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VOL. 36 | NO. 37 | Friday, September 14, 2012

Interest rates, confidence spur 27% jump in Midstate home sales

By Bill Lewis

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Consumer confidence is rising, workers aren’t as worried about losing their jobs, European investors are buying U.S. Treasury securities and driving down mortgage interest rates, and home prices are as affordable as they’ve ever been.

It’s no surprise home sales were up more than 27 percent in August.

If the experience of Realtor Terry DeSelms is any indication, the Nashville region’s housing market is emerging strongly from the recession.

August, he says, was “the best month I’ve ever had.”

The greater Nashville Association of Realtors reports there were 2,606 closings in August throughout the multi-county Nashville region, a 27.3 percent increase over last year.

So far this year, DeSelms and his team have completed 370 sales, an average of 46 each month. In August, they had 72 closings. If he did that every month, DeSelms would have 846 closings in a year.

“I’ve closed as many as 445 sales (in a year),” says DeSelms. “This year we’re going to blow past that. This is the best year ever.”

Buyers are benefiting from historically low mortgage interest rates, says Steve Smith, executive vice president of Mortgage Investors Group. For a 15 year mortgage, the interest rate is in the “high 2s.” For a 30-year loan, the interest rate is just above 3 percent.

The Federal Reserve is intentionally keeping rates low, but there is another reason they’ve fallen recently. European investors, worried about the weakness of the Euro, are snapping up 10-year U.S. Treasury securities. As demand for the securities goes up, the interest they pay goes down. And since mortgage rates are pegged to the interest rate on Treasury securities, the cost of borrowing to buy a home has gone down as well.

“When Europe has a bad day, people put their money in the U.S.,” says Smith.

Rising rents and a return of consumer confidence are encouraging first-time buyers to purchase a home, Smith says. That allows move-up buyers to sell their existing home and purchase their next one.

“Folks who have jobs are fairly confident. Confidence is back. It’s not roaring, but its back,” he says.

It’s still true that in real estate, the three most important things are location, location and location. Sales and prices in some neighborhoods are strong, while in others they are lagging.

In Davidson County, there were 1,249 sales last month, nearly 25 percent more than in August 2011 when there were 1,000, according to a market survey by Chandler Reports. The average price was $204,881, a 2.6 percent decline. In August 2011 the average price was $207,126

In Nashville, two neighborhoods tell the uneven story of the housing market as it puts the downturn behind it.

In the 37212 zip code that includes Hillsboro-West End, 42 homes changed hands, a 50 percent increase. The average price of $343,040 was more than 17 percent higher than the August 2011 average of $292,707.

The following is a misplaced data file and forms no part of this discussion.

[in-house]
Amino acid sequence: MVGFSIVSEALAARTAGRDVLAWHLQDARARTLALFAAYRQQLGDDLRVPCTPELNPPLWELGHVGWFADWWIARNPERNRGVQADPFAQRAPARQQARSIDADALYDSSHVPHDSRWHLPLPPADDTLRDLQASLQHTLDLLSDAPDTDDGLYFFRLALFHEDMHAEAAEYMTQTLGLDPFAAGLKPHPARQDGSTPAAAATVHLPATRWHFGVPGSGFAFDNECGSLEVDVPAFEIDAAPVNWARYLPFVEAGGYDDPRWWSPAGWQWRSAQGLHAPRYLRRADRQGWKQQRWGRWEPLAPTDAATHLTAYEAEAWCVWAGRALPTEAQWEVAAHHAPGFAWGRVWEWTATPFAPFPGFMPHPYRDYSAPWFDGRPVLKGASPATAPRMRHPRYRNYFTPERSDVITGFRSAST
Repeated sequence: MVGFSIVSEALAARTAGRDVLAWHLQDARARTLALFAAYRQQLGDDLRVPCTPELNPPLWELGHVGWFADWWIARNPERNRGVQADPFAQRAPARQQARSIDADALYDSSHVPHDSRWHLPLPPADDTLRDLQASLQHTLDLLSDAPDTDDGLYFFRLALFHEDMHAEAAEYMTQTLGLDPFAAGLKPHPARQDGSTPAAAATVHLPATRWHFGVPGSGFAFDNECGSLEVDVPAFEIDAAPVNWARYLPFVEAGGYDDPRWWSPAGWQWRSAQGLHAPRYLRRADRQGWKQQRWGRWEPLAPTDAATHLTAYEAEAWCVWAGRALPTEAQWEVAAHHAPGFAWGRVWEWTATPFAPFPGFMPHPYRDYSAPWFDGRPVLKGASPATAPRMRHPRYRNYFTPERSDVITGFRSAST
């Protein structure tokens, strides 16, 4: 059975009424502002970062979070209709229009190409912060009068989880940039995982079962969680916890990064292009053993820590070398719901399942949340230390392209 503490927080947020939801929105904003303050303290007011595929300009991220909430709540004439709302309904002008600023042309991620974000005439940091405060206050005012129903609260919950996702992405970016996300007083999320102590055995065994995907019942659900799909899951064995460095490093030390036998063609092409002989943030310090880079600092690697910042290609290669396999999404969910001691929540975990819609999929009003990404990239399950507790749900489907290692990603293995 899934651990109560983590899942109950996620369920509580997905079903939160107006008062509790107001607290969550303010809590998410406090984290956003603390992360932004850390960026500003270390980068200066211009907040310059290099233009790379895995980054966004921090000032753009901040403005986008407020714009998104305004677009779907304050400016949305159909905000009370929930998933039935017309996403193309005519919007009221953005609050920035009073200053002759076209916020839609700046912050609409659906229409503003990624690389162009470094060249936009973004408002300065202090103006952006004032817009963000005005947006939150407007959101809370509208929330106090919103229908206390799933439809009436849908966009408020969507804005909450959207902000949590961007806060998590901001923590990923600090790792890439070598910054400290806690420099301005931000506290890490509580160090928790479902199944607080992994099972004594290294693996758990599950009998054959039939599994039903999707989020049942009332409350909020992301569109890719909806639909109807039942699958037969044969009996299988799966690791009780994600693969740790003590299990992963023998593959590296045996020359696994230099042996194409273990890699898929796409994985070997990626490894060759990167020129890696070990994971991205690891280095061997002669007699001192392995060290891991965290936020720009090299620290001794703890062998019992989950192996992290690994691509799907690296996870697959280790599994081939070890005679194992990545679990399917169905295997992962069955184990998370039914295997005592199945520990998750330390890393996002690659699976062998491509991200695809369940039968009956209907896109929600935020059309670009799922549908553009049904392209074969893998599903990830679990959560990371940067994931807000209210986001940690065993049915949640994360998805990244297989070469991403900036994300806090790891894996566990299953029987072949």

In the 37215 zip code, which encompasses Green Hills, 73 homes were sold, a 78 percent increase over the 41 sales in August 2011. The average price, however, was down almost 23 percent. The average home sold for $443,438 last month. A year ago the average price was $574,866.

In Rutherford County, there were 523 homes sales last month, nearly 35 percent more than the 388 sales in August 2011. Last month’s average price was $165,918, nearly 13 percent higher than the $147,083 average a year ago, according to Chandler Reports.

LaVergne was one of the hottest markets. There were 51 sales, nearly 46 percent more than in August 2011, when there were 35. The average price was $102,005, a 7.7 percent increase over the average of $94,854 a year ago.

Smyrna, another active market, had 82 sales, nearly 44 percent more than in August 2011 when there were 57. The average price was up nearly 16 percent to $156,228. A year ago it was $134,788.

In Williamson County, sales were up but the average price was down. There were 505 sales last month, almost 23 percent more than the 411 closings in August 2011. The average price was $369,682, a 3.1 percent decline from the August 2011 price of $381,613.

Thompson’s Station, near I-65 on the south side of the county, was particularly strong. There were 28 closings, a 33.3 percent increase over the 21 sales in August 2011. The average price rose 5.8 percent to $236,405. A year ago it was $223,388.

In Wilson County, sales and prices were both higher. There were 257 closings last month, nearly 39 percent more than the 185 sales in August 2011. The average price rose 5.3 percent to $199,242. A year ago it was $189,160.

Lebanon’s 37087 zip code was active. There were 76 closings, a 26.7 percent increase over the 60 sales in August 2011. The average price rose more than 29 percent to $177,741. A year ago it was $137,609.